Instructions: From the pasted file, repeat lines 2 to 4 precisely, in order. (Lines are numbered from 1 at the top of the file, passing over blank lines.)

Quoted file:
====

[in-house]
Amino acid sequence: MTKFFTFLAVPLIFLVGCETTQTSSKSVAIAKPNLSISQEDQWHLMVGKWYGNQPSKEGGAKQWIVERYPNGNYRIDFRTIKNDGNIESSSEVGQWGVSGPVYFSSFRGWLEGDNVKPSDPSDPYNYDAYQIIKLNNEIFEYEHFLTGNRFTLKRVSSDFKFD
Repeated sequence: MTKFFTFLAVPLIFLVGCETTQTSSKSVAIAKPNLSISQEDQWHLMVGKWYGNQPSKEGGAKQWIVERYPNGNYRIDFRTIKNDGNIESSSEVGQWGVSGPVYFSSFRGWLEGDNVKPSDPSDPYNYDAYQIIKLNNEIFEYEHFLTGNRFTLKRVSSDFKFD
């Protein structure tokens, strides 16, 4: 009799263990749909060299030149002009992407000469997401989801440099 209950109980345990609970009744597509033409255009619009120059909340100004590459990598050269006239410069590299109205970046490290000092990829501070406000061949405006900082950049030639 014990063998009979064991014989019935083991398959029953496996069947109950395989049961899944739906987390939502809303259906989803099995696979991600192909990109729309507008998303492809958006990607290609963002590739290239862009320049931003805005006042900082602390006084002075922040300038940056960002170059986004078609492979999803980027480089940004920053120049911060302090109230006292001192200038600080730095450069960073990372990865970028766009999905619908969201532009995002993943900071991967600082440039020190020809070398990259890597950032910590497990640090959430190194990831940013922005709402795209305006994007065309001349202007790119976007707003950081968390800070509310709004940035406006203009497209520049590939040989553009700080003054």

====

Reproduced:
Amino acid sequence: MTKFFTFLAVPLIFLVGCETTQTSSKSVAIAKPNLSISQEDQWHLMVGKWYGNQPSKEGGAKQWIVERYPNGNYRIDFRTIKNDGNIESSSEVGQWGVSGPVYFSSFRGWLEGDNVKPSDPSDPYNYDAYQIIKLNNEIFEYEHFLTGNRFTLKRVSSDFKFD
Repeated sequence: MTKFFTFLAVPLIFLVGCETTQTSSKSVAIAKPNLSISQEDQWHLMVGKWYGNQPSKEGGAKQWIVERYPNGNYRIDFRTIKNDGNIESSSEVGQWGVSGPVYFSSFRGWLEGDNVKPSDPSDPYNYDAYQIIKLNNEIFEYEHFLTGNRFTLKRVSSDFKFD
């Protein structure tokens, strides 16, 4: 009799263990749909060299030149002009992407000469997401989801440099 209950109980345990609970009744597509033409255009619009120059909340100004590459990598050269006239410069590299109205970046490290000092990829501070406000061949405006900082950049030639 014990063998009979064991014989019935083991398959029953496996069947109950395989049961899944739906987390939502809303259906989803099995696979991600192909990109729309507008998303492809958006990607290609963002590739290239862009320049931003805005006042900082602390006084002075922040300038940056960002170059986004078609492979999803980027480089940004920053120049911060302090109230006292001192200038600080730095450069960073990372990865970028766009999905619908969201532009995002993943900071991967600082440039020190020809070398990259890597950032910590497990640090959430190194990831940013922005709402795209305006994007065309001349202007790119976007707003950081968390800070509310709004940035406006203009497209520049590939040989553009700080003054």